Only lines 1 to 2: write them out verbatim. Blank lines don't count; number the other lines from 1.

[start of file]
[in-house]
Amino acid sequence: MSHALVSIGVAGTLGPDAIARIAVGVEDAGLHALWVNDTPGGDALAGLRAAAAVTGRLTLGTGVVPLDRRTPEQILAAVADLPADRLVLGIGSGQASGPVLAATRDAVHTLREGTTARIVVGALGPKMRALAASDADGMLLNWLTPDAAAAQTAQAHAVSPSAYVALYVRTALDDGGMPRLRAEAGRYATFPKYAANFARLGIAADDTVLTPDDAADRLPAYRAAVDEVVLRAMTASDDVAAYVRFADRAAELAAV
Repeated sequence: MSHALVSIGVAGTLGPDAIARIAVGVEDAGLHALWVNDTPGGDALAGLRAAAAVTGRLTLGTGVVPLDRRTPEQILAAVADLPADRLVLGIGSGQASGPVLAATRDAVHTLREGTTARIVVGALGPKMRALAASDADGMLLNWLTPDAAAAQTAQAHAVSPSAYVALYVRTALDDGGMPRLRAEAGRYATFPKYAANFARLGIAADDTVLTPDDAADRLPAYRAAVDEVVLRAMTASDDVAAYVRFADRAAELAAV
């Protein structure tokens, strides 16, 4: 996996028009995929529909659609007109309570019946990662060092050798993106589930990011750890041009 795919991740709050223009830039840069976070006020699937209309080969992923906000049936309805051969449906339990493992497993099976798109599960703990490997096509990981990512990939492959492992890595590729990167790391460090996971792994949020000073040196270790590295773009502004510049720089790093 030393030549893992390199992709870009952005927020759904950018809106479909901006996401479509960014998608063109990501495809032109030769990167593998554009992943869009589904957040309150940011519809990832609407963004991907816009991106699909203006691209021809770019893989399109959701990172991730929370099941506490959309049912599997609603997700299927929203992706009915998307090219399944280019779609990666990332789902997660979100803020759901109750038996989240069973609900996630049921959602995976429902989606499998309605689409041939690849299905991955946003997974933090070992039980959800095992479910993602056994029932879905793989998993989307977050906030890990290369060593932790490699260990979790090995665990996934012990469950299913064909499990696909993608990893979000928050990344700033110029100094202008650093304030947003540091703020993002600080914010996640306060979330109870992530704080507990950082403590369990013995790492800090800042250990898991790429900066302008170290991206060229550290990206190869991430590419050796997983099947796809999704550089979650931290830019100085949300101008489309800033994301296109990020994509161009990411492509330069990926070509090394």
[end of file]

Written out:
[in-house]
Amino acid sequence: MSHALVSIGVAGTLGPDAIARIAVGVEDAGLHALWVNDTPGGDALAGLRAAAAVTGRLTLGTGVVPLDRRTPEQILAAVADLPADRLVLGIGSGQASGPVLAATRDAVHTLREGTTARIVVGALGPKMRALAASDADGMLLNWLTPDAAAAQTAQAHAVSPSAYVALYVRTALDDGGMPRLRAEAGRYATFPKYAANFARLGIAADDTVLTPDDAADRLPAYRAAVDEVVLRAMTASDDVAAYVRFADRAAELAAV